Recently I traveled to Finland…


Well, that’s the start of a sentence I didn’t think I’d be typing out anytime soon.  But I did. I went to Finland recently and it was beauty-f*cking-full. There was snow everywhere, people nowhere and wifi reception …somewhere but I couldn’t find it. It was an experience.


We stayed in a clear glass igloo the first night we were there which was a totally unique, wholly cool and only slightly claustrophobic experience. The igloos are designed so that you can have an unobstructed view of the Aurora Borealis. V cool! In theory. However, we instantly realized after checking into our resort that we were visiting Finland in the off-season. When other people and the Aurora B itself are harder to come by. Oops. I’ve never been one for doing much research before I travel, and this trip probably could have used some research. että‚ on elämä! (Apparently that’s how you say ‘such is life’ in Finnish)

After pretending not to hear each other take dumps in our modest but mighty dome, we talked to the reception desk and got upgraded to one of the resort’s brand new igloo/cabin hybrids.


I mean, SH*T GAHD DAMN. I took this photo as we were walking out the door to leave for the airport, so our scum trail doesn’t totally do it justice, but you get the gist. It was incredibly cool. It was an actual log cabin with a half dome attached to the front for direct Aurora B access.  Equip with a wood burning fireplace for attempted hot dog roasting, a small bunk bed for attempted youth reconnecting and a sauna for authentic Finnish assimilating. Finland loves their saunas. Apparently there are more saunas than cars in Finland. I support this country’s priorities.

My lack of prep for this vacation didn’t allow me to fully grasp the true absence of wifi we’d be presented with over the course of our stay. There was a small signal directly next to the reception desk in the main building, about a 15 min walk from our cabin, and that was it. After the initial shock of not being able to communicate the detachment from the internet and social media was WONDERFUL. We spent the four days we were there playing infinite rounds of dominos, building fires, playing boggle, trying to find restaurants that might still be open off-season, making smores, playing chess, dog sledding and accepting our completely f*cked up sleep schedule.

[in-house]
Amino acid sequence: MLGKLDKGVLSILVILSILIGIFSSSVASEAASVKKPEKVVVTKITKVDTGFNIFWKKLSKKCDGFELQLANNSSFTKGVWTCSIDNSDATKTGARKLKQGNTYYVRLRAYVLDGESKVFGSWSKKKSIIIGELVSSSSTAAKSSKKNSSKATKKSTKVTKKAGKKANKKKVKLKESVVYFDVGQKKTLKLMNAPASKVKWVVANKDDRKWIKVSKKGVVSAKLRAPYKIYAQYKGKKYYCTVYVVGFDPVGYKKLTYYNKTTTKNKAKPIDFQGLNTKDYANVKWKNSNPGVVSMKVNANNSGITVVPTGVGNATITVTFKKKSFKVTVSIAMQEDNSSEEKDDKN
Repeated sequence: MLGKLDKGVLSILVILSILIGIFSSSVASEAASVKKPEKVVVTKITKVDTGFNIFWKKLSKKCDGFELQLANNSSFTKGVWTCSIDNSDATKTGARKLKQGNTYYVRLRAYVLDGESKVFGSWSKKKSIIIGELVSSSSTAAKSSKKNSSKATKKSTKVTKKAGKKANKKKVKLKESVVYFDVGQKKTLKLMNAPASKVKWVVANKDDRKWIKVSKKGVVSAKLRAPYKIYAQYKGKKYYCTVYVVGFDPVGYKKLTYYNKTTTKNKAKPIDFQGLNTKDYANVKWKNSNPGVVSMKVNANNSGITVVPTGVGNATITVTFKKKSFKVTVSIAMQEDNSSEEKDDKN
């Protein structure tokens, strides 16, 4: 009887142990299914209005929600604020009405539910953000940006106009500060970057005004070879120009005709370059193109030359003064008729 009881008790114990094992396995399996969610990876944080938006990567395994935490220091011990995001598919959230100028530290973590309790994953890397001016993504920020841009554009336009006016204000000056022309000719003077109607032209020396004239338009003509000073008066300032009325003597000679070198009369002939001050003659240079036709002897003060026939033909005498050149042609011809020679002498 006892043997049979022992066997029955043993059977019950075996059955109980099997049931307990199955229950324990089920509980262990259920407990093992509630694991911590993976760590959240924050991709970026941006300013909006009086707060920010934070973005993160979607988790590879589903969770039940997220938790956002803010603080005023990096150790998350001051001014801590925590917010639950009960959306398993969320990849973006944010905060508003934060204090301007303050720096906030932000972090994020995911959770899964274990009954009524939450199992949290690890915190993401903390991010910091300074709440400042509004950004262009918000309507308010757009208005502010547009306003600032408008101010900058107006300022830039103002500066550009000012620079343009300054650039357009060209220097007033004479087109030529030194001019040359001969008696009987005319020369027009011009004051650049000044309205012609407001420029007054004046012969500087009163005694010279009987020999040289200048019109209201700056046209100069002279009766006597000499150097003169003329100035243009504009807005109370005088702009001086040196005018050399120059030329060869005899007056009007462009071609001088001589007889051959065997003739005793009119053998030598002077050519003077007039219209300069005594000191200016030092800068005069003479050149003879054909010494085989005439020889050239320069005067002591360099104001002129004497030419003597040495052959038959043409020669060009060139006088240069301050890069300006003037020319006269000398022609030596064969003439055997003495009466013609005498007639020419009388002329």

Because we were staying so close to the north pole the sun set at about midnight every night and rose around 3 or 4am. That mixed with jet lag meant we ended up accidentally falling asleep around 3 or 4pm each day til about 9 or 10pm each night. And the daylight looked exactly the same. What a fun mindf*ck! We held out hope that the Aurora might show up each night, and we saw very faint green traces of it one night, but that AB is is a fickle lady. It’s like waiting for me to show up for a hot yoga class. It’a a lost cause.

All in all the vacation was a delightful, unintentional digital detox. Thank you Finland, for your breathtaking landscape, your disorienting endless daylight and your brilliant (and hugely appreciated) attempts to communicate with us english. Yes, your accents may have sounded like that computer program we all used in middle school that read any pervy, dumb thing we typed into it out loud, but you’re better than me! I know zero Finnish and every time I tried to say or read anything I sounded like Siri’s dumb, stoned step sister. I appreciate all of it!

If you ever get the chance to visit a Aurora Borealis adjacent destination I’d suggest going anytime December through March for your best chances to see the Northern Lights. Also maybe do some research? Or don’t!







This post is now Finnished,